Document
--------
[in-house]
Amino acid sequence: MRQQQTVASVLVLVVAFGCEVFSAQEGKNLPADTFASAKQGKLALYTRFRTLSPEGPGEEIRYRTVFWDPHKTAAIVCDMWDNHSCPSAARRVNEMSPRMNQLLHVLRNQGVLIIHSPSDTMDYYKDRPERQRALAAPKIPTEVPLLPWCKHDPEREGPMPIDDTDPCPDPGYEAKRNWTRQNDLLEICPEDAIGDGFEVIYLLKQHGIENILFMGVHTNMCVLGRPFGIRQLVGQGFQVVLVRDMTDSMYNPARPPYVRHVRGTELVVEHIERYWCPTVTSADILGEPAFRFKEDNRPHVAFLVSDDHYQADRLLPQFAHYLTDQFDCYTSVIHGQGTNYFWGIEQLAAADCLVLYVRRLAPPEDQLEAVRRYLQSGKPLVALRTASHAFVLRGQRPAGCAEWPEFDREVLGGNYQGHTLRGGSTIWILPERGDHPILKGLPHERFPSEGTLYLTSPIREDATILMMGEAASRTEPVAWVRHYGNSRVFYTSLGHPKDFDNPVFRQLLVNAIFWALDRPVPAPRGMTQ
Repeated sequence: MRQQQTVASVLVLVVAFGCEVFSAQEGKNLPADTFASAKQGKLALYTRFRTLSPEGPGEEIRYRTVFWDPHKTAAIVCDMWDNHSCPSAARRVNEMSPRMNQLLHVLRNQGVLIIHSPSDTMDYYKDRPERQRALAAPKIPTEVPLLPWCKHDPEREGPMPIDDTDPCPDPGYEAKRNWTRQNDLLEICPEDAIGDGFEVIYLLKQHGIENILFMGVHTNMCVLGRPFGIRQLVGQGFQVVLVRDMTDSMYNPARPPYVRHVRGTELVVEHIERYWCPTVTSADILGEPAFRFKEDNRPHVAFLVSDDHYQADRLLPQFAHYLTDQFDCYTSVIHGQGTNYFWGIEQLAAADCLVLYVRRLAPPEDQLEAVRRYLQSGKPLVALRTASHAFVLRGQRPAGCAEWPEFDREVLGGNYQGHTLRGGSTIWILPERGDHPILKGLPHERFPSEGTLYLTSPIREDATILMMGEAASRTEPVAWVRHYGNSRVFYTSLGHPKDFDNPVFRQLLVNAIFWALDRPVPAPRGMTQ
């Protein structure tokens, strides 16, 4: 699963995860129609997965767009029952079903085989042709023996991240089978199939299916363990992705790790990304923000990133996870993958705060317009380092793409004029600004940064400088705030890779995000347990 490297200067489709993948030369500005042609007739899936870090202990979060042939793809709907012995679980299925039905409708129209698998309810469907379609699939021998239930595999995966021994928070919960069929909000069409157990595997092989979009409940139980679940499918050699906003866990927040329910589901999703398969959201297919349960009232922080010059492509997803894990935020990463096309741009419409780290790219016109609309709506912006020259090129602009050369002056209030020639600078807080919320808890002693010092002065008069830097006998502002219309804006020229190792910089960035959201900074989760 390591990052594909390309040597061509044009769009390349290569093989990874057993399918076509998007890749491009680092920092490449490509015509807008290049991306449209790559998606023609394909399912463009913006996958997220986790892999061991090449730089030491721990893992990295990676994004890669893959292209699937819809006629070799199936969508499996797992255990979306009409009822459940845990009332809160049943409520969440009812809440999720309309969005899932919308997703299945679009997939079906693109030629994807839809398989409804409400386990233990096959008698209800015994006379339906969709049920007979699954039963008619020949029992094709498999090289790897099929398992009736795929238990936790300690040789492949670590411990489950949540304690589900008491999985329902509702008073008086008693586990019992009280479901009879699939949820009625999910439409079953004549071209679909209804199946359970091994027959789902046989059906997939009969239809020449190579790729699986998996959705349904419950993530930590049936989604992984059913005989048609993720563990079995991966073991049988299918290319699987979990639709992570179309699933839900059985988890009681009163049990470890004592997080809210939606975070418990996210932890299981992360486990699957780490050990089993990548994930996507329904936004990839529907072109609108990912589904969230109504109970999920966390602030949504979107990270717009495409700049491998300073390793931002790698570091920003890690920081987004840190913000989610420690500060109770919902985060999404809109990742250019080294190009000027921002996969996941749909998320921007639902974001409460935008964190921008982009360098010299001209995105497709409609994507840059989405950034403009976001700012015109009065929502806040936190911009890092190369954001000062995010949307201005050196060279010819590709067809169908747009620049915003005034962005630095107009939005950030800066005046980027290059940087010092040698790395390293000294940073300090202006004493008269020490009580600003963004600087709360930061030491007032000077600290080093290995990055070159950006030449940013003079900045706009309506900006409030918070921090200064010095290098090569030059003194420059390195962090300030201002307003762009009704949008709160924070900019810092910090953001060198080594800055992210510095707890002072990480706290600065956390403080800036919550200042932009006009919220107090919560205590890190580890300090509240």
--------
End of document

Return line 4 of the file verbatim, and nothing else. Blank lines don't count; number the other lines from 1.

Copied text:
């Protein structure tokens, strides 16, 4: 699963995860129609997965767009029952079903085989042709023996991240089978199939299916363990992705790790990304923000990133996870993958705060317009380092793409004029600004940064400088705030890779995000347990 490297200067489709993948030369500005042609007739899936870090202990979060042939793809709907012995679980299925039905409708129209698998309810469907379609699939021998239930595999995966021994928070919960069929909000069409157990595997092989979009409940139980679940499918050699906003866990927040329910589901999703398969959201297919349960009232922080010059492509997803894990935020990463096309741009419409780290790219016109609309709506912006020259090129602009050369002056209030020639600078807080919320808890002693010092002065008069830097006998502002219309804006020229190792910089960035959201900074989760 390591990052594909390309040597061509044009769009390349290569093989990874057993399918076509998007890749491009680092920092490449490509015509807008290049991306449209790559998606023609394909399912463009913006996958997220986790892999061991090449730089030491721990893992990295990676994004890669893959292209699937819809006629070799199936969508499996797992255990979306009409009822459940845990009332809160049943409520969440009812809440999720309309969005899932919308997703299945679009997939079906693109030629994807839809398989409804409400386990233990096959008698209800015994006379339906969709049920007979699954039963008619020949029992094709498999090289790897099929398992009736795929238990936790300690040789492949670590411990489950949540304690589900008491999985329902509702008073008086008693586990019992009280479901009879699939949820009625999910439409079953004549071209679909209804199946359970091994027959789902046989059906997939009969239809020449190579790729699986998996959705349904419950993530930590049936989604992984059913005989048609993720563990079995991966073991049988299918290319699987979990639709992570179309699933839900059985988890009681009163049990470890004592997080809210939606975070418990996210932890299981992360486990699957780490050990089993990548994930996507329904936004990839529907072109609108990912589904969230109504109970999920966390602030949504979107990270717009495409700049491998300073390793931002790698570091920003890690920081987004840190913000989610420690500060109770919902985060999404809109990742250019080294190009000027921002996969996941749909998320921007639902974001409460935008964190921008982009360098010299001209995105497709409609994507840059989405950034403009976001700012015109009065929502806040936190911009890092190369954001000062995010949307201005050196060279010819590709067809169908747009620049915003005034962005630095107009939005950030800066005046980027290059940087010092040698790395390293000294940073300090202006004493008269020490009580600003963004600087709360930061030491007032000077600290080093290995990055070159950006030449940013003079900045706009309506900006409030918070921090200064010095290098090569030059003194420059390195962090300030201002307003762009009704949008709160924070900019810092910090953001060198080594800055992210510095707890002072990480706290600065956390403080800036919550200042932009006009919220107090919560205590890190580890300090509240």